June 15, 2024


Obey Your Finance

What It Takes to Be a Fair-Pay Workplace

What It Takes to Be a Fair-Pay Workplace

Today’s employees, consumers, investors, and legislators have reached a resounding consensus: Diversity, equity, and inclusion (DEI) in the workplace matters.

And not only does it matter, it should be at the top of employers’ to-do lists in an increasingly competitive labor market. Now more than ever, employers must assess how they can better serve their employees, and in turn, their communities. Number one on the list? Pay equity — ensuring that employees who perform similar work are paid fairly, regardless of their gender, race/ethnicity, or other protected class factors. In other words, equal pay for equal work.

“[E]quitable and fair pay is among the greatest drivers of employee satisfaction,” human resources research analyst and author Josh Bersin said in his HR Predictions for 2022 report. “[I]f you want to win the war for talent in 2022, fair pay may be one of your biggest techniques.”

But pay equity is more than just a competitive tool in a red-hot labor market. It’s an opportunity to foster innovation, drive employee engagement, minimize turnover, maintain (or improve) brand reputation, and attract investors.

In fact, a study conducted by job recruiting site Indeed finds that 81% of workers are more productive and engaged when they perceive themselves as paid fairly. Moreover, that same report says 75% of employees are more likely to apply for a job when the company is known for pay transparency.

With so much to gain from making pay equity a priority, employers who merely pay lip service or treat it as a one-off do so at their own risk. Employers that fail to effectively address pay inequity open themselves to public backlash and legal action, all at the peril of the bottom line. This is especially true with more and more pay equity-related laws being enacted across the U.S. and abroad.

No matter where your organization is on its pay equity journey, a diligent, forward-looking vision is key. Fortunately, there are concrete steps employers can take to demonstrate genuine commitment to fair pay.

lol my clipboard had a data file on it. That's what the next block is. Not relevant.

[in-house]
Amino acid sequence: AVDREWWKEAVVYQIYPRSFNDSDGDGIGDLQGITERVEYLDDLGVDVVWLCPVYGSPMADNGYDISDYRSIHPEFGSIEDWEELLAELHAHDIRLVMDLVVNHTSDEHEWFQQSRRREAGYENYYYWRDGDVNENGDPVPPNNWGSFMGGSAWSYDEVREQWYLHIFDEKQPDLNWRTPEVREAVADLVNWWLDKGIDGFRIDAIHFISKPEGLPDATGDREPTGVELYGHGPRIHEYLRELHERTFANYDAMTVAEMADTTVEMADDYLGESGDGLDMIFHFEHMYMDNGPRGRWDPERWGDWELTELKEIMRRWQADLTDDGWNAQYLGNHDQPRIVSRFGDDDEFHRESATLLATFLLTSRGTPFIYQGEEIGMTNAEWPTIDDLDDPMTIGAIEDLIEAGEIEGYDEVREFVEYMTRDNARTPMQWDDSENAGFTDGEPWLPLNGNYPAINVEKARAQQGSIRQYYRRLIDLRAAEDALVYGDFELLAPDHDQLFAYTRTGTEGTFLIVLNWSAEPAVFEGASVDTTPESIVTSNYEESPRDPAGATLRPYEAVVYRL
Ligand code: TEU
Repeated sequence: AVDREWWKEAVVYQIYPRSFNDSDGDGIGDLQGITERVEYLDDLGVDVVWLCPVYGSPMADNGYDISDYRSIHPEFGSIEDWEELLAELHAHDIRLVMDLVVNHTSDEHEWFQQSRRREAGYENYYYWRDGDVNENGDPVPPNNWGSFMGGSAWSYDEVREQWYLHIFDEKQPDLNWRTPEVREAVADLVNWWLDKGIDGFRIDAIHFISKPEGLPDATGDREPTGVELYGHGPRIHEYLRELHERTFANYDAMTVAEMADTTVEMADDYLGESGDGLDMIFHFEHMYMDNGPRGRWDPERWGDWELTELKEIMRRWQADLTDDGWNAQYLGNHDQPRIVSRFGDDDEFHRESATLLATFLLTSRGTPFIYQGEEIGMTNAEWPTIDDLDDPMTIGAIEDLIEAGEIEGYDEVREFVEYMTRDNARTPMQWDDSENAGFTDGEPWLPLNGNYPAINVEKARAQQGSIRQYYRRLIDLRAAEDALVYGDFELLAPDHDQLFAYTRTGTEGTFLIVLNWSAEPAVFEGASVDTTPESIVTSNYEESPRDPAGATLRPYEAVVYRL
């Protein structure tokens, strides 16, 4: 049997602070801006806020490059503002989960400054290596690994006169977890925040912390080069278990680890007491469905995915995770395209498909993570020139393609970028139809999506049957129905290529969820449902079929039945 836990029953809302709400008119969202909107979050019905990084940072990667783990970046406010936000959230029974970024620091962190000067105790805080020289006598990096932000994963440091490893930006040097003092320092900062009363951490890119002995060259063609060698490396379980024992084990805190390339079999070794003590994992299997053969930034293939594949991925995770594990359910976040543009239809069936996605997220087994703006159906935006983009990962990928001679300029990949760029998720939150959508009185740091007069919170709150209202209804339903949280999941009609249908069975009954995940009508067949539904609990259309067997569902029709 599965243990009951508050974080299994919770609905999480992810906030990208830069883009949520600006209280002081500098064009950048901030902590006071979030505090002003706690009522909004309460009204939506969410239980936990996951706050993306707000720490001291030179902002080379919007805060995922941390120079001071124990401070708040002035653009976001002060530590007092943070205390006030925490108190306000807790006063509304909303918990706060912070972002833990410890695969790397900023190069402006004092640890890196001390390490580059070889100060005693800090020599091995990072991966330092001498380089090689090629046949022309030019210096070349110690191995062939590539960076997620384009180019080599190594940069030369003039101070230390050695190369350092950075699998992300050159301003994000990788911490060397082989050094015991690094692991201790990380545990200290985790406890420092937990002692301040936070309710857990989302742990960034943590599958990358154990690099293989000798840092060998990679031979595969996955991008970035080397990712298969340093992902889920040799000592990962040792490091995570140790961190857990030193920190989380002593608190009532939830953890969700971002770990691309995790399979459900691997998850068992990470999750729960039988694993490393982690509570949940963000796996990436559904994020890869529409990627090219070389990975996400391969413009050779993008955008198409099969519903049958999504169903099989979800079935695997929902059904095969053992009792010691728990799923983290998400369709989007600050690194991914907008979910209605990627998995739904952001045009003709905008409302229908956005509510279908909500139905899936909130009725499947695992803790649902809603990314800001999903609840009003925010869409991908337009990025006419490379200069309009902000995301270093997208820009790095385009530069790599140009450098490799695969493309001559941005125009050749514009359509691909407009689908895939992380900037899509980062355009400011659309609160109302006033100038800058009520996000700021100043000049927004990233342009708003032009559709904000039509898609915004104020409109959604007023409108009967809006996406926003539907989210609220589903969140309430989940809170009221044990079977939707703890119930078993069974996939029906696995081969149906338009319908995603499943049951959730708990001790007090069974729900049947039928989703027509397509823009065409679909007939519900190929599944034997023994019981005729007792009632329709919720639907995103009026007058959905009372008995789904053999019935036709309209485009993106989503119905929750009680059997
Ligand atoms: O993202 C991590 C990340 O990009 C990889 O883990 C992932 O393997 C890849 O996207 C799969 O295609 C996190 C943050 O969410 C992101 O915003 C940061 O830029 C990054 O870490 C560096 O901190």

The Pay-Equity Maturity Model

In my role spearheading pay equity audit practices for Trusaic, a purpose-driven technology company, I assisted in developing the pay equity maturity model to help employers understand where they are regarding pay equity. It’s a three-level framework that allows organizations to evaluate their current pay practices, progress, and long-term goals.

To start, leaders should ask themselves some basic questions. Do you have pay equity-related policies or initiatives? If so, are they documented and are they being measured? How do you involve your employees? Do you actively communicate progress to all of your stakeholders, including employees, investors, the public, and/or your local community? Have you established your pay equity goals? How are you tracking your progress towards those goals? Is there accountability?

Your answers to these questions will be key to identifying where your organization falls in the model. As you evaluate your pay equity efforts and ultimately determine your position, let these questions guide your progress. With some regularity, revisit them and see if you’ve advanced to the next level of the model.

Below we outline the three levels, discuss the key factors distinguishing each level, and identify how businesses can ascend the model to become a true fair-pay workplace.


The first stage of the model includes employers with an entry-level understanding of compensation equity. These types of workplaces typically lack strong DEI policies or representation, haven’t established concrete pay equity or DEI measurement systems, and ultimately have low employee engagement.

Employers at this level usually experience challenges in complying with various local, state, and federal equal pay-related requirements because they don’t have the resources to do so, or they simply aren’t making pay equity a priority. As a result, these employers carry gender and or race/ethnicity wage disparities, whether they know it or not.

This year, two companies in particular demonstrated the risks of not making pay equity a priority.

The first is gaming company Riot Games, which recently settled a $100 million gender discrimination lawsuit that included claims of unequal pay, discrimination, sexual harassment, and retaliation with California’s Civil Rights Department.

In addition to a lump-sum payment to affected workers, the settlement requires the company to establish a reserve for making pay adjustments and funding DEI programs, as well as conduct routine pay-equity audits to proactively identify potential instances of gender and race/ethnicity wage discrimination and remedy them once found.

The second example is entertainment company Activision Blizzard, which reached an agreement with the federal U.S. Equal Employment Opportunity Commission for similar claims. On top of paying $18 million for gender discrimination and sexual harassment charges, the company must enhance its pay-equity policies and DEI practices, as well as hire an internal equal employment opportunity coordinator, among other actions.